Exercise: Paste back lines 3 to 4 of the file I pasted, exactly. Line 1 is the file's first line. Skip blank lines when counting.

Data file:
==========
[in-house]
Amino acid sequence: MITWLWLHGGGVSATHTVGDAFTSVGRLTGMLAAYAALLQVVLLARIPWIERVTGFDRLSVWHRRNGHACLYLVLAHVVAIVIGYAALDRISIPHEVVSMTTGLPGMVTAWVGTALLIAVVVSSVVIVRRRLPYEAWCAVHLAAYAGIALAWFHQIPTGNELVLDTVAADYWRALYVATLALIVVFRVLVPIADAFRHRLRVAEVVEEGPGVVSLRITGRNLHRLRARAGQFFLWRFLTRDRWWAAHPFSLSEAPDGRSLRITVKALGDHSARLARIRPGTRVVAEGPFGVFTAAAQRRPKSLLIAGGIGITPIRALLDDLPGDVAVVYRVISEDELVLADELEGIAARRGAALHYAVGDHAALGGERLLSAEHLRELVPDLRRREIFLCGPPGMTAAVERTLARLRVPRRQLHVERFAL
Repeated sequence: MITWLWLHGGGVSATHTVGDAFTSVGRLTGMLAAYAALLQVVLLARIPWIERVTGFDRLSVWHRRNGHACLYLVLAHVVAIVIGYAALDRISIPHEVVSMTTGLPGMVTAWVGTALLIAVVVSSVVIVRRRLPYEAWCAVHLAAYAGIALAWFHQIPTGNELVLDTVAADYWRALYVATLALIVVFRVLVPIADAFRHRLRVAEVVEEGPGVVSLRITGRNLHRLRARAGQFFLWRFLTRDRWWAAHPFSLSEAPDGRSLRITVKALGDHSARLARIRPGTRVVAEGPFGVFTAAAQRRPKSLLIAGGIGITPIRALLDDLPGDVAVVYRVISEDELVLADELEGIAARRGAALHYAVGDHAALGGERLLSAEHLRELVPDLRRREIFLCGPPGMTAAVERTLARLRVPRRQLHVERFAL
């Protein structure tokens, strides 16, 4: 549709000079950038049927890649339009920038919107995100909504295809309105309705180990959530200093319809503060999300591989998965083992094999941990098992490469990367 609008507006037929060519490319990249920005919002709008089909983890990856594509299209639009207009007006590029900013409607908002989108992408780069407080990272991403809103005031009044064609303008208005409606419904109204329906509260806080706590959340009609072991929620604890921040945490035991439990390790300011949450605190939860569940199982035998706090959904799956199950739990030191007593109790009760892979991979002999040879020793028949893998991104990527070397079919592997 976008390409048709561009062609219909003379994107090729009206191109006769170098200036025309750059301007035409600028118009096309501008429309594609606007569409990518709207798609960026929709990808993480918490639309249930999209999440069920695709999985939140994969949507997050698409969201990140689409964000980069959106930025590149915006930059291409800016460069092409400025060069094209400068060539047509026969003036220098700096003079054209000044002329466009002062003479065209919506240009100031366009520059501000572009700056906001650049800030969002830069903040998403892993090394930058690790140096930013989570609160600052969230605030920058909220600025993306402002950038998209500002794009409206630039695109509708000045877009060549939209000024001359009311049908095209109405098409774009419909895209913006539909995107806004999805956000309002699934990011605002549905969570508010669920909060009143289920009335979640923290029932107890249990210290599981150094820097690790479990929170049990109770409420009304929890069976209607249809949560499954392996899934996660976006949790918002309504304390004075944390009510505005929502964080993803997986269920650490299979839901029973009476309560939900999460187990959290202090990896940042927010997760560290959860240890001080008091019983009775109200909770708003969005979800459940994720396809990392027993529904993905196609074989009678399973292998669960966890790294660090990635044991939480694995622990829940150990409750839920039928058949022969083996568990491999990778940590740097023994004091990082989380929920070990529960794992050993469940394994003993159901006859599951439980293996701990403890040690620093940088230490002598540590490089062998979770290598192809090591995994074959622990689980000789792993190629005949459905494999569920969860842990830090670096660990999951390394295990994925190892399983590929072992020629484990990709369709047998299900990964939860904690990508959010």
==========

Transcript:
Repeated sequence: MITWLWLHGGGVSATHTVGDAFTSVGRLTGMLAAYAALLQVVLLARIPWIERVTGFDRLSVWHRRNGHACLYLVLAHVVAIVIGYAALDRISIPHEVVSMTTGLPGMVTAWVGTALLIAVVVSSVVIVRRRLPYEAWCAVHLAAYAGIALAWFHQIPTGNELVLDTVAADYWRALYVATLALIVVFRVLVPIADAFRHRLRVAEVVEEGPGVVSLRITGRNLHRLRARAGQFFLWRFLTRDRWWAAHPFSLSEAPDGRSLRITVKALGDHSARLARIRPGTRVVAEGPFGVFTAAAQRRPKSLLIAGGIGITPIRALLDDLPGDVAVVYRVISEDELVLADELEGIAARRGAALHYAVGDHAALGGERLLSAEHLRELVPDLRRREIFLCGPPGMTAAVERTLARLRVPRRQLHVERFAL
């Protein structure tokens, strides 16, 4: 549709000079950038049927890649339009920038919107995100909504295809309105309705180990959530200093319809503060999300591989998965083992094999941990098992490469990367 609008507006037929060519490319990249920005919002709008089909983890990856594509299209639009207009007006590029900013409607908002989108992408780069407080990272991403809103005031009044064609303008208005409606419904109204329906509260806080706590959340009609072991929620604890921040945490035991439990390790300011949450605190939860569940199982035998706090959904799956199950739990030191007593109790009760892979991979002999040879020793028949893998991104990527070397079919592997 976008390409048709561009062609219909003379994107090729009206191109006769170098200036025309750059301007035409600028118009096309501008429309594609606007569409990518709207798609960026929709990808993480918490639309249930999209999440069920695709999985939140994969949507997050698409969201990140689409964000980069959106930025590149915006930059291409800016460069092409400025060069094209400068060539047509026969003036220098700096003079054209000044002329466009002062003479065209919506240009100031366009520059501000572009700056906001650049800030969002830069903040998403892993090394930058690790140096930013989570609160600052969230605030920058909220600025993306402002950038998209500002794009409206630039695109509708000045877009060549939209000024001359009311049908095209109405098409774009419909895209913006539909995107806004999805956000309002699934990011605002549905969570508010669920909060009143289920009335979640923290029932107890249990210290599981150094820097690790479990929170049990109770409420009304929890069976209607249809949560499954392996899934996660976006949790918002309504304390004075944390009510505005929502964080993803997986269920650490299979839901029973009476309560939900999460187990959290202090990896940042927010997760560290959860240890001080008091019983009775109200909770708003969005979800459940994720396809990392027993529904993905196609074989009678399973292998669960966890790294660090990635044991939480694995622990829940150990409750839920039928058949022969083996568990491999990778940590740097023994004091990082989380929920070990529960794992050993469940394994003993159901006859599951439980293996701990403890040690620093940088230490002598540590490089062998979770290598192809090591995994074959622990689980000789792993190629005949459905494999569920969860842990830090670096660990999951390394295990994925190892399983590929072992020629484990990709369709047998299900990964939860904690990508959010």